Teenage Mutant Ninja Turtles: Fall of the Foot Clan

You certainly won’t find the kind of beat-em-up action here that you would in the original coin-op or Turtles in Time, but Fall of the Foot Clan still provides a lot of fun and should satisfy Turtle fans.

In the late ’80s and early ’90s, the Teenage Mutant Ninja Turtles were huge. They had starred in a blockbuster movie and cartoon series, had been translated into a popular line of action figures, and had been featured in a four-player coin-op that was the highlight of many arcades. Eager young gamers waited for the TMNT gaming experience at home, first receiving an NES game unrelated to the arcade cabinet before being blessed with a port of the coin-op. In between the release of these NES games, Teenage Mutant Ninja Turtles: Fall of the Foot Clan—the first Turtles game for the Game Boy—was released. Though it did not match the complexity of the arcade or NES games, gamers finally could Turtle Power with them on the road.

I remember reading about this cart in GamePro and being impressed by the graphics. The game features large, detailed sprites that are perfect representations of the Turtle characters. Playing through the game, you’ll run across Bebop, Rocksteady, Baxter Stockman, Shredder, Krang, along with many recognizable lesser foes like Mousers and Foot Soldiers. The animation is very limited, but even twenty years later, I am impressed by the Game Boy graphics. Many of the cut scenes look like they could have been lifted right from the cartoon series . . . had the cartoons been in black and white (or is that green and paler green?).

The game plays very simply. You choose which turtle you want to use at the beginning of each stage or after one of your turtles falls in combat, but the differences in each turtle are only represented by the weapon each carries. You would expect that Leonardo’s and Donatello’s weapons would extend further than Raphael’s and Michelangelo’s, but that is not the case. Though it did seem to me that Michelangelo’s nunchucks were faster, I think this was more wishful thinking on my part than reality. In addition to each turtle’s primary weapon, shurikens can be thrown while crouching, and each turtle can jump kick as well. You have an unlimited number of shurikens, but it is often much easier to just walk up to an enemy and attack than to fight him from afar. There is some platforming involved in the game, but for the most part, you will be walking left to right attempting to hit your enemies before they hit you. Enemies are generally easy to kill or avoid, and the most problematic foes you’re likely to come across are the Foot Soldiers who jump onscreen and attempt to land on you. The bosses are surprisingly easy as well, and I made my battles with them more difficult by trying to find their patterns of attack. For example, I almost died fighting Shredder, thinking I had to avoid his attack and jump behind him to retaliate, until I realized I could walk up to him, strike, and then walk away.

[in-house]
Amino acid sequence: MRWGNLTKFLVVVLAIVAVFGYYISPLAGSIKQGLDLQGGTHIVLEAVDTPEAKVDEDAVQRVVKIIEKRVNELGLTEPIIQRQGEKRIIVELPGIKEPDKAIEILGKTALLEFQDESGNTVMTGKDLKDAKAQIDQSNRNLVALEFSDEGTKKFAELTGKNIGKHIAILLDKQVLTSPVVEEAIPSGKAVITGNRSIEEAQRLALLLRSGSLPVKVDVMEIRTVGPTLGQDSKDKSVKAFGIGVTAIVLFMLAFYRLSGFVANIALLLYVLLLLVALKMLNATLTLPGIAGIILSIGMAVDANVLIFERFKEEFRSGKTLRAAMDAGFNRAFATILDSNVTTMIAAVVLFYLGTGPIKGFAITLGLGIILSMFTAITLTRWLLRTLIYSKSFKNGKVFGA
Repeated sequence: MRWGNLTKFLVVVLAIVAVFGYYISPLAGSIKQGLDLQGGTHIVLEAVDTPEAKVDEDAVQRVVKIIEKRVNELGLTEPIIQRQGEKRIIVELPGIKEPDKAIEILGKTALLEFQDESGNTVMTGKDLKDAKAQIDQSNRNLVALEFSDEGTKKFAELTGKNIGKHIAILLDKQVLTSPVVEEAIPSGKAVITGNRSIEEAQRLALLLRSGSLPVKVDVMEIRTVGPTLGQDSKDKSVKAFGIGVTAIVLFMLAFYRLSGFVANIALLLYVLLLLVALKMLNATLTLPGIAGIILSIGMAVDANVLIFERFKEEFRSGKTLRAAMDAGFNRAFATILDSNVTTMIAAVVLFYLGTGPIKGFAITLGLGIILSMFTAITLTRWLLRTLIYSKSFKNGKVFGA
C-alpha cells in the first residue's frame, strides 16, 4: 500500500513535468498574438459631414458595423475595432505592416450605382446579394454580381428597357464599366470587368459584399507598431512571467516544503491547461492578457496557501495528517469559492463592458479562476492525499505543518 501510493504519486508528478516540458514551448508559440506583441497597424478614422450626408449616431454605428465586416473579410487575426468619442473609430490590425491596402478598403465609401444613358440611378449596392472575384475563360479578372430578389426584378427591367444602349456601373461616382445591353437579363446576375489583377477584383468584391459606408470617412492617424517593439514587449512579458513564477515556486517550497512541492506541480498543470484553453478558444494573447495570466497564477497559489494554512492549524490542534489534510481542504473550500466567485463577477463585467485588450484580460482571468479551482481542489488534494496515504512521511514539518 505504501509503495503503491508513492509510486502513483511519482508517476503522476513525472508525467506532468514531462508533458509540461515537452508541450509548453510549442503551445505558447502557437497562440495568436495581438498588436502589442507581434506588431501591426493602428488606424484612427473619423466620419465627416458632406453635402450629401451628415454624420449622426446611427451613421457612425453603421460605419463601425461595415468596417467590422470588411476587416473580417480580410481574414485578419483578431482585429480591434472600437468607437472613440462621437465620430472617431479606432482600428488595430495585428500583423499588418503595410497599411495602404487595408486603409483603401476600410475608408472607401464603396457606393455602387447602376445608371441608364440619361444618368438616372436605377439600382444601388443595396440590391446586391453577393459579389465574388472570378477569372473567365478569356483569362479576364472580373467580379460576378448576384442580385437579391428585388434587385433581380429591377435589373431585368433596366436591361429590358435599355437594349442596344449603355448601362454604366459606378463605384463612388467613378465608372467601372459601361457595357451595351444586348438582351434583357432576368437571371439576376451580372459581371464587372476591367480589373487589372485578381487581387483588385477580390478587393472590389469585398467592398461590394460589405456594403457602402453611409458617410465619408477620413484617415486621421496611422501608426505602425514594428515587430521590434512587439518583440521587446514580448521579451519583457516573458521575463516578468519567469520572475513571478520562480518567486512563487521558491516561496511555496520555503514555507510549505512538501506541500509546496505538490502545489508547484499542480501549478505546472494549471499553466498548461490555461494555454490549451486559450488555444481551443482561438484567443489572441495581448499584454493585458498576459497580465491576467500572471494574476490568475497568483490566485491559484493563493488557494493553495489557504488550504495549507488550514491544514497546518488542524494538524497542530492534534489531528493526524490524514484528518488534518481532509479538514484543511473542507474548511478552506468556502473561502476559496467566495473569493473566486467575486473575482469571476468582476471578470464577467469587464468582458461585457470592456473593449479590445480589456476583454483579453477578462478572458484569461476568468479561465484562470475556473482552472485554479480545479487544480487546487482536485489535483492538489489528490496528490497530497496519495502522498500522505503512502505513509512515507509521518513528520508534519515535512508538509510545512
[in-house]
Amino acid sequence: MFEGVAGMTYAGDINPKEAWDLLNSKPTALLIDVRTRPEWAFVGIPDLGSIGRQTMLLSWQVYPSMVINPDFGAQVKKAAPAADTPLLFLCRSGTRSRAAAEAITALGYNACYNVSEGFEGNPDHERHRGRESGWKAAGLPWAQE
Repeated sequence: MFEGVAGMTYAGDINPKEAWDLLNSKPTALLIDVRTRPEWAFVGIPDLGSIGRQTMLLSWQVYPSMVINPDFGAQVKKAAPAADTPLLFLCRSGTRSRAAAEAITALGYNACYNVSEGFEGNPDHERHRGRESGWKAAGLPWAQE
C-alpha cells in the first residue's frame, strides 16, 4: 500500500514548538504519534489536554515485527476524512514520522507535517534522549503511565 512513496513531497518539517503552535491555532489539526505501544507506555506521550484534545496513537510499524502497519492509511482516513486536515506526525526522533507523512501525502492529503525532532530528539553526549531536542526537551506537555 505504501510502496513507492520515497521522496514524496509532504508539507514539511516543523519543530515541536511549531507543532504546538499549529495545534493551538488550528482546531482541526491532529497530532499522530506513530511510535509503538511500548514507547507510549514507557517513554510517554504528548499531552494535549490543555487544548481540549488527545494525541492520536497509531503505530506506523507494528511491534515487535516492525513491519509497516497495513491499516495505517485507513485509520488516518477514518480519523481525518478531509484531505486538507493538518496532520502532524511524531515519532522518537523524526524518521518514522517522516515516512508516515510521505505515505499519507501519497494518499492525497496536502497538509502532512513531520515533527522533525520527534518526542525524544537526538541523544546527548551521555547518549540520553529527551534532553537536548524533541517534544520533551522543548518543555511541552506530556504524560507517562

The sound in this game is standard fare for the Game Boy, though it does have a good rendition of the Turtles theme song . . . which you will hear repeatedly throughout the game. Unless my count is off, the game alternates between two songs during the level, switching to a different tune for each boss battle. This didn’t detract from the game for me at all, and I found myself singing along to the Turtles theme in my head as I played.

Fall of the Foot Clan is a short game and can be beaten in under thirty minutes, which in my opinion makes it a perfect game for a portable. The game is very easy, and you may find yourself blowing through it on your first playthrough without losing a single turtle. You certainly won’t find the kind of beat-em-up action here that you would in the original coin-op or Turtles in Time, but Fall of the Foot Clan still provides a lot of fun and should satisfy Turtle fans.

Highly recommended

2 Responses

  1. Wow, someone was busy over the holidays. 😉
    Glad to see your getting some time to write a little more about what your playing.

    Always good to hear others perspectives on games. Like yourself I got a bunch of games over Christmas that I think I won’t be able to buy anything new until June.

  2. Yeah, I managed to free up some time for video games, so I thought I would try to write as much as I could. I tend to go long spans without writing anything, so when I’m in the mood, I need to take advantage of it.

    I wish I could hold off buying anything until June, but I keep finding decent prices on games, so I keep spending.

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